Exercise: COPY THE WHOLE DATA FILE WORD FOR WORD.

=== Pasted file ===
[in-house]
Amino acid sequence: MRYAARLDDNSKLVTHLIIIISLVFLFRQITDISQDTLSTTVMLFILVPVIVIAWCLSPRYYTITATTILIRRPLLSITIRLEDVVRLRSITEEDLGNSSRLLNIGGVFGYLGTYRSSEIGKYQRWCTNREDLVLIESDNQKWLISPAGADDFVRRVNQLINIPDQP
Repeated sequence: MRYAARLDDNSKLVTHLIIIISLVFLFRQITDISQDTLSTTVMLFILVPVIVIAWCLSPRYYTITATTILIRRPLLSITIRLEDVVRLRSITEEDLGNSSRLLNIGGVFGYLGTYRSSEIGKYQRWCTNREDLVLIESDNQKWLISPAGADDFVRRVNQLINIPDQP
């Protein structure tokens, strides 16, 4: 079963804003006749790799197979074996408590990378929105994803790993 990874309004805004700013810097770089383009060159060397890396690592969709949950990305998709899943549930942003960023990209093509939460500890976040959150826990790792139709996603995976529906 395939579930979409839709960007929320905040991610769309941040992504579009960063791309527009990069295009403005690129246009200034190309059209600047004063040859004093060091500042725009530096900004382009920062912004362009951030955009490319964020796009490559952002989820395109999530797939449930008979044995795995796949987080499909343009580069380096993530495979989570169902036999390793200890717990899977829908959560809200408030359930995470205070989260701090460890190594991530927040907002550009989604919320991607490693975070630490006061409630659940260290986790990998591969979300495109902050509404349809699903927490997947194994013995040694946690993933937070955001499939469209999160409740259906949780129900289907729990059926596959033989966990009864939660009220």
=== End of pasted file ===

[in-house]
Amino acid sequence: MRYAARLDDNSKLVTHLIIIISLVFLFRQITDISQDTLSTTVMLFILVPVIVIAWCLSPRYYTITATTILIRRPLLSITIRLEDVVRLRSITEEDLGNSSRLLNIGGVFGYLGTYRSSEIGKYQRWCTNREDLVLIESDNQKWLISPAGADDFVRRVNQLINIPDQP
Repeated sequence: MRYAARLDDNSKLVTHLIIIISLVFLFRQITDISQDTLSTTVMLFILVPVIVIAWCLSPRYYTITATTILIRRPLLSITIRLEDVVRLRSITEEDLGNSSRLLNIGGVFGYLGTYRSSEIGKYQRWCTNREDLVLIESDNQKWLISPAGADDFVRRVNQLINIPDQP
């Protein structure tokens, strides 16, 4: 079963804003006749790799197979074996408590990378929105994803790993 990874309004805004700013810097770089383009060159060397890396690592969709949950990305998709899943549930942003960023990209093509939460500890976040959150826990790792139709996603995976529906 395939579930979409839709960007929320905040991610769309941040992504579009960063791309527009990069295009403005690129246009200034190309059209600047004063040859004093060091500042725009530096900004382009920062912004362009951030955009490319964020796009490559952002989820395109999530797939449930008979044995795995796949987080499909343009580069380096993530495979989570169902036999390793200890717990899977829908959560809200408030359930995470205070989260701090460890190594991530927040907002550009989604919320991607490693975070630490006061409630659940260290986790990998591969979300495109902050509404349809699903927490997947194994013995040694946690993933937070955001499939469209999160409740259906949780129900289907729990059926596959033989966990009864939660009220």